Lecture Note

Exploring Correlations: Understanding Statistical Methods When it comes to analyzing data, one of the most crucial aspects isunderstanding the relationship between di erent variables. Statisticalmethods allow us to measure and interpret these correlations, providinginsights that can help us make informed decisions. In this article, we willexplore the concept of correlations, and the statistical method that iscommonly used to measure them: Pearson correlation. What is Pearson Correlation? Pearson correlation is a statistical method that measures the strength of thelinear relationship between two continuous numerical variables. It is alsoreferred to as the Pearson product-moment correlation coe cient, namedafter its creator, Karl Pearson. The Pearson correlation coe cient is ameasure of the degree of correlation between two variables, with valuesranging from -1 to 1. Interpreting Pearson Correlation Coe cient and P-Value The Pearson correlation method provides two values: the correlationcoe cient and the P-value. The correlation coe cient represents thestrength and direction of the relationship between the variables. A valueclose to 1 implies a large positive correlation, while a value close to negative1 implies a large negative correlation, and a value close to zero implies nocorrelation between the variables. On the other hand, the P-value tells us how certain we are about thecorrelation that we calculated. A value less than.001 gives us a strongcertainty about the correlation coe cient that we calculated. A valuebetween.001 and.05 gives us moderate certainty. A value between.05 and.1will give us a weak certainty. And a P-value larger than.1 will give us nocertainty of correlation at all.

When determining the strength of a correlation, we can say that there is astrong correlation when the correlation coe cient is close to 1 or negative 1,and the P-value is less than.001. A moderate correlation is when thecorrelation coe cient is between.5 and.8, and the P-value is between.001and.05. A weak correlation is when the correlation coe cient is between.3and.5, and the P-value is between.05 and.1. Finally, no correlation is whenthe correlation coe cient is close to zero, or when the P-value is largerthan.1. To illustrate this, let's look at an example of the correlation between thevariable horsepower and car price.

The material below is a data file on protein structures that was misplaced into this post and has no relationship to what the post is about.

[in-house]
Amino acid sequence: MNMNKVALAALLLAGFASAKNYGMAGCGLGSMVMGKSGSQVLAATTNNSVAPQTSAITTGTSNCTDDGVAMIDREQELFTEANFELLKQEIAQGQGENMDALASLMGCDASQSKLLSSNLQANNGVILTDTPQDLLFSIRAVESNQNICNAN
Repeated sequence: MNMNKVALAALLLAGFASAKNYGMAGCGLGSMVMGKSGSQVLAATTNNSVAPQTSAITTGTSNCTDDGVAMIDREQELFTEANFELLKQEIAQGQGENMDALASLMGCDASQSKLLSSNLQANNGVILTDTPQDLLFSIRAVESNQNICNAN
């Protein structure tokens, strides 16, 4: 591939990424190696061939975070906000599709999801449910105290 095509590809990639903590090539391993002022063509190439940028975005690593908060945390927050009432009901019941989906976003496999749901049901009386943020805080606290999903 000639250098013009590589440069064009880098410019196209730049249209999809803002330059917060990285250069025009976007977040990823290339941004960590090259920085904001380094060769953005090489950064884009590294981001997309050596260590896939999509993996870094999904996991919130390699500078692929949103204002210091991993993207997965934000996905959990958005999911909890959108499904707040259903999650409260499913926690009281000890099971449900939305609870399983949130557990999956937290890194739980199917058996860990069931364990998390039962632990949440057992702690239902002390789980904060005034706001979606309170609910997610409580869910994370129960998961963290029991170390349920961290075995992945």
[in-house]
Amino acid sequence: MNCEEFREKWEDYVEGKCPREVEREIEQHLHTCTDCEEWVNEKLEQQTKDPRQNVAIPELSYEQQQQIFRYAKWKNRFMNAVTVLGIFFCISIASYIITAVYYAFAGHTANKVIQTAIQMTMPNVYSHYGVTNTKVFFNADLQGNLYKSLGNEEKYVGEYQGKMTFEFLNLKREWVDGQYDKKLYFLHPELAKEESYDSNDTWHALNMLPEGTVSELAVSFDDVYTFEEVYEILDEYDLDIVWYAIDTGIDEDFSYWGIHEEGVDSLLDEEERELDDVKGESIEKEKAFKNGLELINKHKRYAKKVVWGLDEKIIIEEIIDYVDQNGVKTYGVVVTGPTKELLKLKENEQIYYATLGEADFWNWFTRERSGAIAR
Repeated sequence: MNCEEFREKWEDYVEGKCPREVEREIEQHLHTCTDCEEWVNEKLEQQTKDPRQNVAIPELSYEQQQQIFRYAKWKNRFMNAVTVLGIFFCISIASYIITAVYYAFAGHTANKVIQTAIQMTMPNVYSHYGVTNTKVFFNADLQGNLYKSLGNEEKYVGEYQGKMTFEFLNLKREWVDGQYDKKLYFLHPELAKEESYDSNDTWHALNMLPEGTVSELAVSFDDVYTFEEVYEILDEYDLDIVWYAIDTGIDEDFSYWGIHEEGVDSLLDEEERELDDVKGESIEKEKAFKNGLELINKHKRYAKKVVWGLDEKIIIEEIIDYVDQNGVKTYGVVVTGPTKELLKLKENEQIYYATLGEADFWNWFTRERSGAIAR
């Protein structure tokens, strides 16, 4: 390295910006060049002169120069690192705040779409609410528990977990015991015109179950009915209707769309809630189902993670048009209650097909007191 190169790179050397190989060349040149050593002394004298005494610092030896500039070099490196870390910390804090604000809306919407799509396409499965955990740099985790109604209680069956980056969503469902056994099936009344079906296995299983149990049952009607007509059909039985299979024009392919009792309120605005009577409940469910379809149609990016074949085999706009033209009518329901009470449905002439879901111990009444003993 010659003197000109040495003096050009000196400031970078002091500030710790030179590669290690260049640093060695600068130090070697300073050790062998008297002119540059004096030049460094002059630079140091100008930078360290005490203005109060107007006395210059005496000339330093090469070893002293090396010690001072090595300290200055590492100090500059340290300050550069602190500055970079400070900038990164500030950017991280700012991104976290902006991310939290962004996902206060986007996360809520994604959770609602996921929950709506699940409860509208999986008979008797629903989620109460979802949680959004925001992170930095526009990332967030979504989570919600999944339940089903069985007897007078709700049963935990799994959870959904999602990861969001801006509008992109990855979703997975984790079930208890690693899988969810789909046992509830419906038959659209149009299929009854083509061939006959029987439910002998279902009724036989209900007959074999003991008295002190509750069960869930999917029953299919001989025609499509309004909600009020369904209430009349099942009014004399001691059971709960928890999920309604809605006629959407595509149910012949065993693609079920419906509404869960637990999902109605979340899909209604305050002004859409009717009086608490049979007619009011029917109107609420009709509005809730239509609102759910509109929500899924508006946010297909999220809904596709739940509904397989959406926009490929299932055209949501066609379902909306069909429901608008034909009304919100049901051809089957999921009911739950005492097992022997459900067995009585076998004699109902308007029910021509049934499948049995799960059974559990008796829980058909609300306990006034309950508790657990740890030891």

Using the SI/PI stats package, we can easily calculate the Pearsoncorrelation. In this example, the correlation coe cient is approximately.8,which is close to 1, indicating a strong positive correlation betweenhorsepower and car price. The P-value is also very small, much lessthan.001, giving us strong certainty about the correlation. Creating a Correlation Heatmap Once we have calculated the Pearson correlation coe cient for eachvariable, we can create a correlation heatmap to visualize the relationshipsbetween the variables. A correlation heatmap is a graphical representationof the correlation matrix, where each cell represents the correlationcoe cient between two variables. The heatmap uses a color scheme to indicate the strength of the correlationbetween two variables. A dark red color indicates a high positive correlation,while a dark blue color indicates a high negative correlation. A white colorindicates no correlation. When we create a correlation heatmap for all the variables, we can see adiagonal line with a dark red color, indicating that all the values on thisdiagonal are highly correlated. This makes sense because when you lookcloser, the values on the diagonal are the correlation of all variables withthemselves, which will be always 1. The correlation heatmap gives us a good overview of how the di erentvariables are related to one another, and most importantly, how thesevariables are related to price. We can see that the variables horsepower and

car weight have a high positive correlation with car price, while the variableengine displacement has a moderate positive correlation.

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